“I am into visual arts … not even thinking of becoming popular, more so of becoming a National Artist. I do what I do because I love doing it.”

“Everyday, I paint. Everyday, I finish one or two. I don’t believe in the discipline that an artist has to be in the mood. I paint, whether I’m in the mood or not. [I need to create].” (Philippine Graphic)

December 7, 1963. She was named Rosanna Dannug Manansala, the second child to a brood of four to Emmanuel, the unico hijo of the renowned Vicente (“Enteng”) and wife Herminigilda. Little did they know that, in the future, she would be known in the world of visual arts as simply RONNA.

School age saw her finishing at Stella Maris College and began her Communication Arts degree at the Maryknoll. However, at the persuasion of her grandmother – since she was the only one in the family who took an interest in art – she shifted to Fine Arts at the College of the Holy Spirit. This decision cemented and paved the way to her present endeavor.

Before becoming what she currently is, though, one of the dreams that initially preoccupied her encompassingly was dance.

She trained in ballet for four years, and eventually added modern jazz to her repertoire. Her involvement had been immersive that she found herself wanting to do it professionally. Her degree in media (gave) her the idea to dance for television – she appeared in two of the biggest local dance shows during the 80’s and 90’s.

Little did anyone know that, in later years, dance would become one of the main characters in the ongoing film of her artist life.

2004 was a turning point when, in a school reunion, classmates eagerly bought her paintings and did commissions. Soon after, a writer friend Linda Rosadas also saw and bought her work; and was so happy that she introduced Ronna to the famed entertainment doyenne Cristy Fermin – who owned an art gallery in Quezon City called Mga Obra Ni Nanay. During their first meeting, Ronna brought six paintings – Cristy immediately bought five. That paved the way to Ronna’s inclusion into the gallery’s various exhibits.

In 2012, she was finally able to stage her first solo art exhibit on the 23rd of April, entitled Pamana ni Lolo. Held at the Philippine Heart Center Gallery, it had been so successful that she received a citation from their directors for being the year’s top grosser.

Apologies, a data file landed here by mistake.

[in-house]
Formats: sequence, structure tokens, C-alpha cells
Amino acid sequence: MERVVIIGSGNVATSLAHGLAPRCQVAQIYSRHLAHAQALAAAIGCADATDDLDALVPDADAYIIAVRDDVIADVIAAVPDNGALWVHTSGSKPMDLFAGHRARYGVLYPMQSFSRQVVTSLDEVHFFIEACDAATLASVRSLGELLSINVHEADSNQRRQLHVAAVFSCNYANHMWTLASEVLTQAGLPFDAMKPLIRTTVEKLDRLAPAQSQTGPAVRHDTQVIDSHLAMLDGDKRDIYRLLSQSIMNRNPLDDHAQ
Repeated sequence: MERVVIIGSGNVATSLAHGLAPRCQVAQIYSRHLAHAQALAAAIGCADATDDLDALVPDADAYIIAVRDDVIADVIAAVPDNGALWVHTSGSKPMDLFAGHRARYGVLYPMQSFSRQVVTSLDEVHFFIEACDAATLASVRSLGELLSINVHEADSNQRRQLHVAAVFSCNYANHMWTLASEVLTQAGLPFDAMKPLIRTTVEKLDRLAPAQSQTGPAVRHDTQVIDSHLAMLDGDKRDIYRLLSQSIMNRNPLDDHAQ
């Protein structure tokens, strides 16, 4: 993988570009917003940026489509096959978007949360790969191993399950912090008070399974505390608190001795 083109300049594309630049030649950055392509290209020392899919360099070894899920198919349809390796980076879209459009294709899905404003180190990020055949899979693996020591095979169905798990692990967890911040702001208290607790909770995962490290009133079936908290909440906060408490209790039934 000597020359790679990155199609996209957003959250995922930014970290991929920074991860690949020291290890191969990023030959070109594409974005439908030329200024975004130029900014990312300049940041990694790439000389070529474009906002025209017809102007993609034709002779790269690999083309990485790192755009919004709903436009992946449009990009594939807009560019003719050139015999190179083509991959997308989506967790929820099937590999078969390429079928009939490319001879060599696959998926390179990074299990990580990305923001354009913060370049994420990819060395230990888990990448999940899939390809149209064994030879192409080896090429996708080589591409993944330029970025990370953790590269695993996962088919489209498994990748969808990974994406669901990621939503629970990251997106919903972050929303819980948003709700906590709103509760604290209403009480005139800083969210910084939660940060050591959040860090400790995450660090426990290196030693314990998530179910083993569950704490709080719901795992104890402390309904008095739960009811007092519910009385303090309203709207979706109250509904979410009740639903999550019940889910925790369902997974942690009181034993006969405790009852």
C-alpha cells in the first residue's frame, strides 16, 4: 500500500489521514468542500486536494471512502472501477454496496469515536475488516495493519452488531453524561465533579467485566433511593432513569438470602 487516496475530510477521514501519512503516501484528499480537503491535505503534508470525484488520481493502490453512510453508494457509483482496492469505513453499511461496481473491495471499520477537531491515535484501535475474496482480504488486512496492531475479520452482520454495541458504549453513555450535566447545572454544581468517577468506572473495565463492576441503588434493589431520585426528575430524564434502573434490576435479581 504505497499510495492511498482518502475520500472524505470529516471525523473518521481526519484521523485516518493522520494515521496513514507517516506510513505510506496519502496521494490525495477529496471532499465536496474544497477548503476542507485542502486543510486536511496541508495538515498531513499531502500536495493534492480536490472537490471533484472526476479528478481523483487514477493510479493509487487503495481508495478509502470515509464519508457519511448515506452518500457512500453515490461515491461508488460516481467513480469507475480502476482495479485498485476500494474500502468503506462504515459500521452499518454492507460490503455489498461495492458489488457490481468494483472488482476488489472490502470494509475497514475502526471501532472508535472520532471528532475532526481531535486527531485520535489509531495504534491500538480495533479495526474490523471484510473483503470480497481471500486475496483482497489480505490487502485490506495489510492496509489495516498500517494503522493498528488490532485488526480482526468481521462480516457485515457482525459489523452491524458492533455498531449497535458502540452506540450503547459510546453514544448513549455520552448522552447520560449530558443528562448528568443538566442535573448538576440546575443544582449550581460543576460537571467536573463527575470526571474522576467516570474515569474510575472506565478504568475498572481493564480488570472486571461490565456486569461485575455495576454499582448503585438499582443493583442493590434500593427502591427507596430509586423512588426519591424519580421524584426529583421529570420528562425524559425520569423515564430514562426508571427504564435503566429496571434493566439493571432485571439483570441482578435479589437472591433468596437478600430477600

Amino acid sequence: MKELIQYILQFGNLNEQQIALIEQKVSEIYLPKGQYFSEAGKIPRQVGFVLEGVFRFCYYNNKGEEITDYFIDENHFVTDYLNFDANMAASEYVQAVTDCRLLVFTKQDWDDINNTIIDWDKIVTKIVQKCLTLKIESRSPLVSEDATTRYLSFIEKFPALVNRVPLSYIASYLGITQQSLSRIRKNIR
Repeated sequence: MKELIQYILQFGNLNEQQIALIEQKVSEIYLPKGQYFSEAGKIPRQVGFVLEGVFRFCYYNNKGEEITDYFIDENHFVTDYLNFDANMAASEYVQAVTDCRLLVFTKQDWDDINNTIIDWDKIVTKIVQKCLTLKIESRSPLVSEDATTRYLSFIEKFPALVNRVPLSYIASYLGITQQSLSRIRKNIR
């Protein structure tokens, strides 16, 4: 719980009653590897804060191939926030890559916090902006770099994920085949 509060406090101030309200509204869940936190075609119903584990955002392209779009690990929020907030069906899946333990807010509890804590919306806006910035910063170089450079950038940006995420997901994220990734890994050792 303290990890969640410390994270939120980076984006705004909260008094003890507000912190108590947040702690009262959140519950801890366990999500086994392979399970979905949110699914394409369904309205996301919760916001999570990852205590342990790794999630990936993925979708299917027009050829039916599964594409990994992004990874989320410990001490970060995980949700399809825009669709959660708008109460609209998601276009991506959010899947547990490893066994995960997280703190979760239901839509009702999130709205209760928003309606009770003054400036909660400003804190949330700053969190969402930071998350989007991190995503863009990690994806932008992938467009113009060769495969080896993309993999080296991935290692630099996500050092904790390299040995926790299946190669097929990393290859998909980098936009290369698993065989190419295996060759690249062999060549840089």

Included in the roster of the show were three paintings of ballerinas – her now signature theme.

“I used to dance ballet but not anymore for a long time. It is something that will always be close to my heart. Having that in me is enough to be inspired in doing my art.”

Being a dancer allowed Ronna to convey, personally and intimately, the dynamism of the body’s workings into two dimensional strokes. It is now in a style far removed from her once cubistic roots, and has even been much more effectual in projecting the raw and pure character of her subject.

Her list of art world duties have grown over the years. She was given the task of representing the Manansala family in events – the most distinctive of which was the 1981 National Artist award, and with The Friends of Manansala Foundation which was organized to not only to document and preserve his works, but to also help detect and take action against counterfeit pieces.

Her exhibits increased over time but Ronna still desires to constantly learn and experiment. So she took a Masteral Degree in Painting and Sculpture at the University of Santo Tomas (UST). She also takes time to help neophyte artists as her way of giving back.

My inspiration comes from the heart. I paint what my heart feels.  I believe that painting from the heart creates connection to viewers. Sharing my inspiration to inspire others.

I always wanted to be a ballet dancer when i was a little girl. Its like poetry in a form of movement. Movement which comes from the soul.

“Everyday, I paint. Everyday, I finish one or two. I don’t believe in the discipline that an artist has to be in the mood. I paint, whether I’m in the mood or not. [I need to create].” (Philippine Graphic)